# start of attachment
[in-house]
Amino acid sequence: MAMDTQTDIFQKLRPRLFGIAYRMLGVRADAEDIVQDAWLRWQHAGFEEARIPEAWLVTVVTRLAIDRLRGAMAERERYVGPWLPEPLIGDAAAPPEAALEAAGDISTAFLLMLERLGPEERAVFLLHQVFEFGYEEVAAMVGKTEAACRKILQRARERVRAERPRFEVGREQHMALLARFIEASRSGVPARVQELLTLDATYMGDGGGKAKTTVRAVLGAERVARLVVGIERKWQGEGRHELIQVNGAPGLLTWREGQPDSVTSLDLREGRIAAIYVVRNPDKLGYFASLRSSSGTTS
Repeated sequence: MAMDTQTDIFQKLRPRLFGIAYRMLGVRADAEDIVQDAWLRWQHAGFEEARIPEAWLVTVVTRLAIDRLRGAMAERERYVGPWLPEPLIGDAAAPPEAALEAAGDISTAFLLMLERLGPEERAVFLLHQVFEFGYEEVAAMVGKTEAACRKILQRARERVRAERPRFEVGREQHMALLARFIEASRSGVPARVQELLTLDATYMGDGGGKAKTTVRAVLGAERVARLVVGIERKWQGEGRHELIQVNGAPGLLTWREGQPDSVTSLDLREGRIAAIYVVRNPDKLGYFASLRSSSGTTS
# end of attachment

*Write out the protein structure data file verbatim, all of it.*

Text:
[in-house]
Amino acid sequence: MAMDTQTDIFQKLRPRLFGIAYRMLGVRADAEDIVQDAWLRWQHAGFEEARIPEAWLVTVVTRLAIDRLRGAMAERERYVGPWLPEPLIGDAAAPPEAALEAAGDISTAFLLMLERLGPEERAVFLLHQVFEFGYEEVAAMVGKTEAACRKILQRARERVRAERPRFEVGREQHMALLARFIEASRSGVPARVQELLTLDATYMGDGGGKAKTTVRAVLGAERVARLVVGIERKWQGEGRHELIQVNGAPGLLTWREGQPDSVTSLDLREGRIAAIYVVRNPDKLGYFASLRSSSGTTS
Repeated sequence: MAMDTQTDIFQKLRPRLFGIAYRMLGVRADAEDIVQDAWLRWQHAGFEEARIPEAWLVTVVTRLAIDRLRGAMAERERYVGPWLPEPLIGDAAAPPEAALEAAGDISTAFLLMLERLGPEERAVFLLHQVFEFGYEEVAAMVGKTEAACRKILQRARERVRAERPRFEVGREQHMALLARFIEASRSGVPARVQELLTLDATYMGDGGGKAKTTVRAVLGAERVARLVVGIERKWQGEGRHELIQVNGAPGLLTWREGQPDSVTSLDLREGRIAAIYVVRNPDKLGYFASLRSSSGTTS